The Whispering Bell
In Anglo-Saxon Mercia at the time of King Penda’s wars, the orphan Wynflaed is taken in and raised by a kindly thegn and his family. Upon her marriage to the son of a wealthy landowner, she is given an abandoned lead mine as a “morning gift”. Clever and practical, Wynflaed makes a success of the mine, thus attracting the jealousy of Rendil, her brother-in-law, who covets the silver by-product of the lead. When her beloved husband is reported killed in battle, Rendil strikes. Falsely accused of adultery and treason, Wynflaed is driven into exile and has her children taken from her. She endures slavery, rape and appalling hardship in her fight for justice.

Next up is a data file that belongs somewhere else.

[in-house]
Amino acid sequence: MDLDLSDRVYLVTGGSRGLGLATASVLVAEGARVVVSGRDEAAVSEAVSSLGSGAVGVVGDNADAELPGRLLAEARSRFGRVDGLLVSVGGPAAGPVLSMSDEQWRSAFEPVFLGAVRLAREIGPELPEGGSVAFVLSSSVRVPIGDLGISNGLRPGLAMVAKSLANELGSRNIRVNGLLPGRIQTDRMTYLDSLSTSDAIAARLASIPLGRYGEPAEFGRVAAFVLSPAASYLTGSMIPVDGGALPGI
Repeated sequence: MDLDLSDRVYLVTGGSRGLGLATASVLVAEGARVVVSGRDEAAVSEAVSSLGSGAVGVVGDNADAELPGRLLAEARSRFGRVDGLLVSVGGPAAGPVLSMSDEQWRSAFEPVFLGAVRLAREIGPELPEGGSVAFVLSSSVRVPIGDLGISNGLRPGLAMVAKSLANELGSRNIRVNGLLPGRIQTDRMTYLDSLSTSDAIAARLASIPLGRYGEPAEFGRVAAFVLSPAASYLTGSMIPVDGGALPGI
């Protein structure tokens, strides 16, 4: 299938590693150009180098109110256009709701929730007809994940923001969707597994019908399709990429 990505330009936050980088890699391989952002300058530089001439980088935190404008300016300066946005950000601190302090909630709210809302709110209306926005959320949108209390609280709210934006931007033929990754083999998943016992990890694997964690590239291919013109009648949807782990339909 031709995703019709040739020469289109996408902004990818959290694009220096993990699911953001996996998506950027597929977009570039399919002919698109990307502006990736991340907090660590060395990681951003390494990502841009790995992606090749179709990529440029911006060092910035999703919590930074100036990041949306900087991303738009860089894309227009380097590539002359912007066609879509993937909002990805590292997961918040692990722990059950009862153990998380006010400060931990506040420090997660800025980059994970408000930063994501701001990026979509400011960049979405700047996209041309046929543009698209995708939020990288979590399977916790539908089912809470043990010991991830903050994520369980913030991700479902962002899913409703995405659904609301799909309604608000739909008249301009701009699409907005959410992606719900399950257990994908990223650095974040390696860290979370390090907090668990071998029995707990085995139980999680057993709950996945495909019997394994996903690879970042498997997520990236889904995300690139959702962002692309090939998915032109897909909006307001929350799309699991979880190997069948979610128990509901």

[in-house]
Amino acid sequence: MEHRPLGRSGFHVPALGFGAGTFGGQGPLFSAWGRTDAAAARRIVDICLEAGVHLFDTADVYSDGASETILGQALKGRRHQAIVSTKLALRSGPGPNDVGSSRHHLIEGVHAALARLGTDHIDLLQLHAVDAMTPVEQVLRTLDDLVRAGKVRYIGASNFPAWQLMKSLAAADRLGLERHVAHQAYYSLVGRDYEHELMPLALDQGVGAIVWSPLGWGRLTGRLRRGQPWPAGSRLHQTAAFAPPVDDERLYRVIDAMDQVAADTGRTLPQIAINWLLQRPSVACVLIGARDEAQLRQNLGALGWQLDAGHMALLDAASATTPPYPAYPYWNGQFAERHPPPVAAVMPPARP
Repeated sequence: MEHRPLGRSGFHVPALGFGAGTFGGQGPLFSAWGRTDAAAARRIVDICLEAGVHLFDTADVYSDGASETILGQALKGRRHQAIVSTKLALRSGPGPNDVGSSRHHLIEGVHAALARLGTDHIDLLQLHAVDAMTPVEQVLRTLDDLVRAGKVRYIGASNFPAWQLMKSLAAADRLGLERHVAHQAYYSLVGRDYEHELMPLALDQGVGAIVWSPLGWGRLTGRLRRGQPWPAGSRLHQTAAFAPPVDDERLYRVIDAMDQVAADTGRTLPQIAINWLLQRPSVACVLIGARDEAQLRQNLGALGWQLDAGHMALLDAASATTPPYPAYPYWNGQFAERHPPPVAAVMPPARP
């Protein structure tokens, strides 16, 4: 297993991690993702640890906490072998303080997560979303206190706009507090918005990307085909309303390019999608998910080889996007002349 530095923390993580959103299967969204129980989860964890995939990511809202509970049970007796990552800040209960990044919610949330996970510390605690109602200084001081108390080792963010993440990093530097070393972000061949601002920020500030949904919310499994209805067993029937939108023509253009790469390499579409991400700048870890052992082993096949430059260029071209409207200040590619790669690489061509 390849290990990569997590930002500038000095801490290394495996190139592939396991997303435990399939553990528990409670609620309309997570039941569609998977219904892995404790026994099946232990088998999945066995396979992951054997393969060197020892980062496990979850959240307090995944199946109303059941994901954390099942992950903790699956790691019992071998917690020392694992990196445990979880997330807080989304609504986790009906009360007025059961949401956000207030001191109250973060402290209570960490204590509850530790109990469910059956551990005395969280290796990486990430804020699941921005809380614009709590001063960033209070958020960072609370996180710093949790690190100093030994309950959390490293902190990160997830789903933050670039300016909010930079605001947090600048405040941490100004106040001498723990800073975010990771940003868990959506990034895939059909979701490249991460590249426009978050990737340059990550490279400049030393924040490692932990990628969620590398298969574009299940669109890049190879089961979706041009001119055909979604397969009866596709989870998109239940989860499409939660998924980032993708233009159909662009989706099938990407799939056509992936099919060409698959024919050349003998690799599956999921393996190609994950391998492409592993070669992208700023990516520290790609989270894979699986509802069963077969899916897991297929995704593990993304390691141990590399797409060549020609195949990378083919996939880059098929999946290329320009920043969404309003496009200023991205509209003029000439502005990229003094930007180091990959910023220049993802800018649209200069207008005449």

In his first novel, Sellars presents a detailed, fascinating picture of 7th century England. The Peakland landscapes in all seasons are lovingly described as is the daily life of the thegns, freemen and slaves. He has peopled this landscape with an excellent array of female characters, both high and low. That the women are so much more colourful than the rather dull men is a slight weakness in the novel. Wynflaed herself is a more than feisty match for her various antagonists. She is perhaps not entirely a 7th century creation but not too irritating a 21st century one either. The language combines the colloquially modern with fake but convincingly earthy “Anglo-Saxonisms”—a wife as “cold as a frog’s tit” was a personal favourite.
This is a really excellent read, a page-turner that also gives a vivid and convincing portrait of Mercian England.